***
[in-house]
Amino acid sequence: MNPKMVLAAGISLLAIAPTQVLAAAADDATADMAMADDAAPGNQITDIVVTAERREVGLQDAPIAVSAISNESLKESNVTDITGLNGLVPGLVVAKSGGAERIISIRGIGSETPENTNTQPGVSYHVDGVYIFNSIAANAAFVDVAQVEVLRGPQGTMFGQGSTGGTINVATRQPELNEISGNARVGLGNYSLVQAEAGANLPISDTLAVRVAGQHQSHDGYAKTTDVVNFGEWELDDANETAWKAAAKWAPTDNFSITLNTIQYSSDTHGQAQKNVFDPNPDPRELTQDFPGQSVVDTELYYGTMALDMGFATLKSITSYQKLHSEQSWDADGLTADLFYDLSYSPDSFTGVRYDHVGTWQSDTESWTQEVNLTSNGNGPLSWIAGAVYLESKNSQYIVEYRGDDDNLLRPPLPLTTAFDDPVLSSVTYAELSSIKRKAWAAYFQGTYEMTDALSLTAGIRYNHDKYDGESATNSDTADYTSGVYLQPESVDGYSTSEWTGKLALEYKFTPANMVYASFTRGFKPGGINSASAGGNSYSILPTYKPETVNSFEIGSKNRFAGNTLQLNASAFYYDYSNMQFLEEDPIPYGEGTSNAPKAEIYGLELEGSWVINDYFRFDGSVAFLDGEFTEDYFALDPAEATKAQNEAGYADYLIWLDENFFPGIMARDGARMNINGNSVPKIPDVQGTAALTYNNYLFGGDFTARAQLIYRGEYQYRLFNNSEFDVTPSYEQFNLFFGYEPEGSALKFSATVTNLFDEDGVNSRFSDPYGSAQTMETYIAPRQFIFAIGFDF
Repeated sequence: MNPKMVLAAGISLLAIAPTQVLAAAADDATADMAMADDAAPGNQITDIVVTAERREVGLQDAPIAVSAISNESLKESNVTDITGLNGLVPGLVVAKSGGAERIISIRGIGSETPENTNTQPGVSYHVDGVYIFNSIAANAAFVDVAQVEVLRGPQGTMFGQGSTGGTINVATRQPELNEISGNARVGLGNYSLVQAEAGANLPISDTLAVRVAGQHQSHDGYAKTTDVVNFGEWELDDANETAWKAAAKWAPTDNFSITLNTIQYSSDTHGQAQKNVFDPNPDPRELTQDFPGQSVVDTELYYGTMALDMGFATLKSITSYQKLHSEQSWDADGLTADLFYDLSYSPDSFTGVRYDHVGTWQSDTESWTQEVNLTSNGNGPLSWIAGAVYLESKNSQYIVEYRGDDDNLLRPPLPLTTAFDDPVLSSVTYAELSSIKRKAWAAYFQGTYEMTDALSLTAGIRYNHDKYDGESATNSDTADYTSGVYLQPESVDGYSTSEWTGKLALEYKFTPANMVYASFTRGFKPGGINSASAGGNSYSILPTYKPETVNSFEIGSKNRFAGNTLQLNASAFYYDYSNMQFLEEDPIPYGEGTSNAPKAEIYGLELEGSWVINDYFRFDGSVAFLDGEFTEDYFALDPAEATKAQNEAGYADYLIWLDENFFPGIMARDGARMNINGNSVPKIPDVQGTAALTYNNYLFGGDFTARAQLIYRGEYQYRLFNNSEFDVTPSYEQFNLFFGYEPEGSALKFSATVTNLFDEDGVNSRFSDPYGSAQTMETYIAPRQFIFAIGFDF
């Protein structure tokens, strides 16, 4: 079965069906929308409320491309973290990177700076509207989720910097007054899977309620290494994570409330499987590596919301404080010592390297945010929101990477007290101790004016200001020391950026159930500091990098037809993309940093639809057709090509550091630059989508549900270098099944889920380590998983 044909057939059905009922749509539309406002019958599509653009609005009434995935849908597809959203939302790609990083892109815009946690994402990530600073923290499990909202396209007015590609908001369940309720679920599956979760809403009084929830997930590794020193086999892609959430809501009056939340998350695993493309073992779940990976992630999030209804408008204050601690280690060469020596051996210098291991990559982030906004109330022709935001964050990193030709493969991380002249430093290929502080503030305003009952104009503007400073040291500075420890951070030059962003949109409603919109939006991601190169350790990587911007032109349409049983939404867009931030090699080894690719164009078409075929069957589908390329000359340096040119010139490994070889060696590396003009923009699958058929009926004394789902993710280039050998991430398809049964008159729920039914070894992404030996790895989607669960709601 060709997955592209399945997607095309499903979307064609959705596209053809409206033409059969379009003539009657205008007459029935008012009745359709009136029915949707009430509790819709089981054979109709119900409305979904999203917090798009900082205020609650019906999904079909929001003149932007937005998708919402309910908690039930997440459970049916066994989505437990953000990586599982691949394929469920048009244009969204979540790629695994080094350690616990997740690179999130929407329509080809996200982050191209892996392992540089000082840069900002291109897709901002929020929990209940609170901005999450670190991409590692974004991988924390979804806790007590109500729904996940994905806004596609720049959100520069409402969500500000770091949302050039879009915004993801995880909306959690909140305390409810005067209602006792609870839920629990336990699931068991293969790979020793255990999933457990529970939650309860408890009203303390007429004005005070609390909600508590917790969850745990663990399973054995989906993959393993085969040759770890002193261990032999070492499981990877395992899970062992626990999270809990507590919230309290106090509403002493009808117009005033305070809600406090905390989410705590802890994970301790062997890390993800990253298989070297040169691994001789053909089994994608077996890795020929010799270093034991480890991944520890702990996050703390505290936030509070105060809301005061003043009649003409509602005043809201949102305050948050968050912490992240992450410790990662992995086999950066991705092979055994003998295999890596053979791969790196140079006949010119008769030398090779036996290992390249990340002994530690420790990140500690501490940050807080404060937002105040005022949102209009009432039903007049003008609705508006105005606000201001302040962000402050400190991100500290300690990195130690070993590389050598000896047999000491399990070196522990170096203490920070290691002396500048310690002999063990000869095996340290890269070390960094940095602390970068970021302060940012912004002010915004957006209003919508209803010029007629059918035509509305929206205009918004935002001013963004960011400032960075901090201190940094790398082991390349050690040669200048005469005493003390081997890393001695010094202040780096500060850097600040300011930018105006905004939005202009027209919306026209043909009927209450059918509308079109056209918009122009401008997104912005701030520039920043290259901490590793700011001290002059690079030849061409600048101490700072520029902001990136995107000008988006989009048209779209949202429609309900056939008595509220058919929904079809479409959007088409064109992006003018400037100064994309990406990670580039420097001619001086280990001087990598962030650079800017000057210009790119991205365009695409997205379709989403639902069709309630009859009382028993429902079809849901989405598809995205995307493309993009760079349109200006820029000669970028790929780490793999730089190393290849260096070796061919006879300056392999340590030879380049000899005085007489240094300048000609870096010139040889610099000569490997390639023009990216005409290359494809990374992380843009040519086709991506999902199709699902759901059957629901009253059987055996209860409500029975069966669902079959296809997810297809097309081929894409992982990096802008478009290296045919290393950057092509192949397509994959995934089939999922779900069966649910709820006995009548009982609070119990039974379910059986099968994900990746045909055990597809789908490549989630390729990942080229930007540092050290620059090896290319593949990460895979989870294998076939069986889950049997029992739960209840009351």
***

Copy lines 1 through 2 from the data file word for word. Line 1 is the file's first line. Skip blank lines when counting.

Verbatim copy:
[in-house]
Amino acid sequence: MNPKMVLAAGISLLAIAPTQVLAAAADDATADMAMADDAAPGNQITDIVVTAERREVGLQDAPIAVSAISNESLKESNVTDITGLNGLVPGLVVAKSGGAERIISIRGIGSETPENTNTQPGVSYHVDGVYIFNSIAANAAFVDVAQVEVLRGPQGTMFGQGSTGGTINVATRQPELNEISGNARVGLGNYSLVQAEAGANLPISDTLAVRVAGQHQSHDGYAKTTDVVNFGEWELDDANETAWKAAAKWAPTDNFSITLNTIQYSSDTHGQAQKNVFDPNPDPRELTQDFPGQSVVDTELYYGTMALDMGFATLKSITSYQKLHSEQSWDADGLTADLFYDLSYSPDSFTGVRYDHVGTWQSDTESWTQEVNLTSNGNGPLSWIAGAVYLESKNSQYIVEYRGDDDNLLRPPLPLTTAFDDPVLSSVTYAELSSIKRKAWAAYFQGTYEMTDALSLTAGIRYNHDKYDGESATNSDTADYTSGVYLQPESVDGYSTSEWTGKLALEYKFTPANMVYASFTRGFKPGGINSASAGGNSYSILPTYKPETVNSFEIGSKNRFAGNTLQLNASAFYYDYSNMQFLEEDPIPYGEGTSNAPKAEIYGLELEGSWVINDYFRFDGSVAFLDGEFTEDYFALDPAEATKAQNEAGYADYLIWLDENFFPGIMARDGARMNINGNSVPKIPDVQGTAALTYNNYLFGGDFTARAQLIYRGEYQYRLFNNSEFDVTPSYEQFNLFFGYEPEGSALKFSATVTNLFDEDGVNSRFSDPYGSAQTMETYIAPRQFIFAIGFDF